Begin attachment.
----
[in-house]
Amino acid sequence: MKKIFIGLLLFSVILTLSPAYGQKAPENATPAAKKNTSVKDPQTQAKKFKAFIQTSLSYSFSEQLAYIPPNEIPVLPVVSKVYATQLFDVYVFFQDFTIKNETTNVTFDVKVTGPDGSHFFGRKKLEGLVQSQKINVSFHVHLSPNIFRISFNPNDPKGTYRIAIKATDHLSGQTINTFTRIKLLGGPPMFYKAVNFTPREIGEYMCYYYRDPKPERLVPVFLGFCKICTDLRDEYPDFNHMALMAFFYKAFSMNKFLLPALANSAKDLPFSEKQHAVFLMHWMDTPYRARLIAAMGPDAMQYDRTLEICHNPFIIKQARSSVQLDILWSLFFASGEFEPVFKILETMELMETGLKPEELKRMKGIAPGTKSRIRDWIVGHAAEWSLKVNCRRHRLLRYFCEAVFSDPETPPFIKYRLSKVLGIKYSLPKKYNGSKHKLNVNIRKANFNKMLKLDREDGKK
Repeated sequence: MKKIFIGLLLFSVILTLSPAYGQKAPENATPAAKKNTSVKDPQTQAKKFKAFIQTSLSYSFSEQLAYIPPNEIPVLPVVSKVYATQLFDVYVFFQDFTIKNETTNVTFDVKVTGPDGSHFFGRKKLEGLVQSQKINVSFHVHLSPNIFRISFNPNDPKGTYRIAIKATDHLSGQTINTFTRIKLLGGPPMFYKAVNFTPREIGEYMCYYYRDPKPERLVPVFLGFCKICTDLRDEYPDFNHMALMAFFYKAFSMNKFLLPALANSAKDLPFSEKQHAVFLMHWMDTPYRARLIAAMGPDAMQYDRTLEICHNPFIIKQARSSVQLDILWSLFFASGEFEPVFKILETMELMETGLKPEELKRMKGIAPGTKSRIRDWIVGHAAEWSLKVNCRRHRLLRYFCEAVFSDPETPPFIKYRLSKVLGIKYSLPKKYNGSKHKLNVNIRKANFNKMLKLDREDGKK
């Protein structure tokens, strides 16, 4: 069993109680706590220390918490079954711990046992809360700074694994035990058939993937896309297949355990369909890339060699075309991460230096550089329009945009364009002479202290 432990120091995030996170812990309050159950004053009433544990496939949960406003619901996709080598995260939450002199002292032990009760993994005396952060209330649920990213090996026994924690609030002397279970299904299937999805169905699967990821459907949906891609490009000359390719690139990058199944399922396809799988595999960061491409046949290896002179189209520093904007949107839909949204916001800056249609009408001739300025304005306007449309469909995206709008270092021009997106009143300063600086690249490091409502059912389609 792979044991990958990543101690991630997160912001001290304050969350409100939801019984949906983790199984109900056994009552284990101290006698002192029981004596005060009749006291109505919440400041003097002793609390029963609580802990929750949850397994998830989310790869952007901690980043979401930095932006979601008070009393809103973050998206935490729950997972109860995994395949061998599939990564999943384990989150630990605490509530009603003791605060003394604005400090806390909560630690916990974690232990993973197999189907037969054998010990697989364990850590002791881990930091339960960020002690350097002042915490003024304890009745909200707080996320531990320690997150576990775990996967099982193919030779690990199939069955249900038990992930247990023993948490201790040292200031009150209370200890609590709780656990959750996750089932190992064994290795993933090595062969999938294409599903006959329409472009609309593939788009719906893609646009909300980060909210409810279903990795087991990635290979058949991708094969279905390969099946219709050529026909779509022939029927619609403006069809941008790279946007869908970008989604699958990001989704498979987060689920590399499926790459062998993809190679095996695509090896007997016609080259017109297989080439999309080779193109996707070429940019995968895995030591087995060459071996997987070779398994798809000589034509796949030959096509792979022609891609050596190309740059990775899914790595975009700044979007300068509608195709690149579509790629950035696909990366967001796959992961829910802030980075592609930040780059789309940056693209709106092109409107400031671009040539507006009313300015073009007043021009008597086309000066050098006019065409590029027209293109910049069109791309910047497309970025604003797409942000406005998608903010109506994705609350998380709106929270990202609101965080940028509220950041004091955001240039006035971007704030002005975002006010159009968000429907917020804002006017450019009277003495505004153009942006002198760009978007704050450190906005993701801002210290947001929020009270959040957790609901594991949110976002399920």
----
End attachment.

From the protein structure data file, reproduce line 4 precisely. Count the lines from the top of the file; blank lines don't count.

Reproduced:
């Protein structure tokens, strides 16, 4: 069993109680706590220390918490079954711990046992809360700074694994035990058939993937896309297949355990369909890339060699075309991460230096550089329009945009364009002479202290 432990120091995030996170812990309050159950004053009433544990496939949960406003619901996709080598995260939450002199002292032990009760993994005396952060209330649920990213090996026994924690609030002397279970299904299937999805169905699967990821459907949906891609490009000359390719690139990058199944399922396809799988595999960061491409046949290896002179189209520093904007949107839909949204916001800056249609009408001739300025304005306007449309469909995206709008270092021009997106009143300063600086690249490091409502059912389609 792979044991990958990543101690991630997160912001001290304050969350409100939801019984949906983790199984109900056994009552284990101290006698002192029981004596005060009749006291109505919440400041003097002793609390029963609580802990929750949850397994998830989310790869952007901690980043979401930095932006979601008070009393809103973050998206935490729950997972109860995994395949061998599939990564999943384990989150630990605490509530009603003791605060003394604005400090806390909560630690916990974690232990993973197999189907037969054998010990697989364990850590002791881990930091339960960020002690350097002042915490003024304890009745909200707080996320531990320690997150576990775990996967099982193919030779690990199939069955249900038990992930247990023993948490201790040292200031009150209370200890609590709780656990959750996750089932190992064994290795993933090595062969999938294409599903006959329409472009609309593939788009719906893609646009909300980060909210409810279903990795087991990635290979058949991708094969279905390969099946219709050529026909779509022939029927619609403006069809941008790279946007869908970008989604699958990001989704498979987060689920590399499926790459062998993809190679095996695509090896007997016609080259017109297989080439999309080779193109996707070429940019995968895995030591087995060459071996997987070779398994798809000589034509796949030959096509792979022609891609050596190309740059990775899914790595975009700044979007300068509608195709690149579509790629950035696909990366967001796959992961829910802030980075592609930040780059789309940056693209709106092109409107400031671009040539507006009313300015073009007043021009008597086309000066050098006019065409590029027209293109910049069109791309910047497309970025604003797409942000406005998608903010109506994705609350998380709106929270990202609101965080940028509220950041004091955001240039006035971007704030002005975002006010159009968000429907917020804002006017450019009277003495505004153009942006002198760009978007704050450190906005993701801002210290947001929020009270959040957790609901594991949110976002399920």